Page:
He was told there were up to 3 serious bidders. First of all, they were wary of how he would finance his acquisition. He had potential equity investors from Falcon - however, none definite. Peter Bartlett, the investment banker, that worked with Dodson to organize the financial issues, felt that was a big concern for ADAP. He felt it would be unlikely for Dodson to raise $20-25 million. Because their last attempt at sale failed, Rite Aid was hesitant about going into negotiations yet again. Dodson decided from the start that his bid would contain a “little bit of wiggle room.”
Each bidder was given a 2 hour management presentation and after that presentation, they were expected to place a new bid within 10 days. Dodson prepared heavily for this meeting by studying store by store profit and loss statements and balance sheets. He sorts through leases, workers’ compensation claims, union agreements and pension/health benefit plans. Lastly, he viewed employee severance agreements. After review of these materials, he decided on 25% of total equity set aside for management.
Before meeting, he still had several concerns, he believed more needed to be done with due diligence to date. He didn’t feel he was knowledgeable enough with large retail organizations. And he has to hire someone to explain financial records to him. Lastly, his concern for financing the deal were still apparent. Overall, Dodson did a great deal of negotiation. He showed his concerns while working towards them by conduct several on-site due diligence report. In his January 2 letter, he offered a range of a bid, while explaining the need for future reports.
He also took time to explain his need to meet further with the management group. He also went on to explain who the investors were from Falcon: “seven private investors who have extensive experience with acquisitions of this size and larger. Our equity capabilities exceed those required to adequately finance this transaction, and we foresee no problems in financing a well-structured proposal. ” The time he took to explain who these people are would have given me even greater confidence as a member of AADP management’s group because of his great confidence and concern in future company success.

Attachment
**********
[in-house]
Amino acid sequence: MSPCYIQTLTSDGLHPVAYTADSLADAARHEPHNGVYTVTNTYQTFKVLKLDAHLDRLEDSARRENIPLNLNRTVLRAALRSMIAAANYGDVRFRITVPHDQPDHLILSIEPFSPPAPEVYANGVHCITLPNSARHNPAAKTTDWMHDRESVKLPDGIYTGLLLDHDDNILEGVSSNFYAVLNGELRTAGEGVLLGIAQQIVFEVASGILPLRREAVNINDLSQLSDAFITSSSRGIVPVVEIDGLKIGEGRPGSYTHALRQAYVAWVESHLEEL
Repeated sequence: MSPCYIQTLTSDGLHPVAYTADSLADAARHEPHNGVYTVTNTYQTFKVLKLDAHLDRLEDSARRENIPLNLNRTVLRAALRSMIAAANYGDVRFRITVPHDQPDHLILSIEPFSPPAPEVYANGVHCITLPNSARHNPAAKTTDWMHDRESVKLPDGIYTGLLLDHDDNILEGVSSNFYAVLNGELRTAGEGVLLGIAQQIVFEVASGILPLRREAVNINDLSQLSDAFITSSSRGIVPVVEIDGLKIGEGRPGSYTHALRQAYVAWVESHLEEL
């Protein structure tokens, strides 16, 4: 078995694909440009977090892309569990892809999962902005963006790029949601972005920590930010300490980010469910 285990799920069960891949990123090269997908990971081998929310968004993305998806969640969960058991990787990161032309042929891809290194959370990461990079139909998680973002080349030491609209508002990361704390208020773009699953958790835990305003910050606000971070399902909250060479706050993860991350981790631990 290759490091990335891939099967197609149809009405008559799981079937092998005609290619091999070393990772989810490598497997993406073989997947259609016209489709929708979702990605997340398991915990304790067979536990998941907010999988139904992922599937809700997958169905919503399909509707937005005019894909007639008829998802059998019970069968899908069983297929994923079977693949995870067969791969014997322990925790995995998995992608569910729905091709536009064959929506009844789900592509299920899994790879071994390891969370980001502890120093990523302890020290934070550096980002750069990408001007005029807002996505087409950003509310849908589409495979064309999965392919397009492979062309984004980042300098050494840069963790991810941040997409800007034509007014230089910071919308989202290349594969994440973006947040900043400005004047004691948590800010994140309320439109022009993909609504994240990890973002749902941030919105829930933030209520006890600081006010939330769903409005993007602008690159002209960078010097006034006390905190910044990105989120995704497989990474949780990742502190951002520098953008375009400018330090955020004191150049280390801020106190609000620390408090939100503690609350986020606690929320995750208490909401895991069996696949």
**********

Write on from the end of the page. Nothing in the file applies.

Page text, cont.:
His structural proposal composed a management buy-out with employee participation. This was a great move by Dodson showing the company he had hopes to continue their success, not restructure it. With this decision, most employees would stay in place and would participate actively in the company’s success. He was aware they were looking for qualified buyers who could meet price expectations opposed to a standard auction. And acknowledged that he bid a higher bid, just to win. By understanding that throughout the process, I believe Dodson offered great reasoning behind his intent with the company.
Ultimately, his diligence towards comprehension of finances and great work in ensuring employees jobs, offered him a great standing with management in deciding in who would earn this company’s rights. In his January 19, letter, he includes a list of principals of Falcon Capital that would be openly involved. Once again, stating that they intend to fulfill all the obligations they have agreed to willingly. This offers even more assurance on the company’s side in that, Dodson is being completely up-front about who is financing this and what their intentions are in doing so.
This offers a great understanding and business relationship with presentation in this fashion. In conclusion, Dodson approached the issue of buying ADAP in a professional manner. He offered great reasoning to management of his positive future business dealings with their company. He assured people their jobs and a bright future to look to with their participation actively within the company’s future success. Overall, his business dealings with this company were admirable at the least.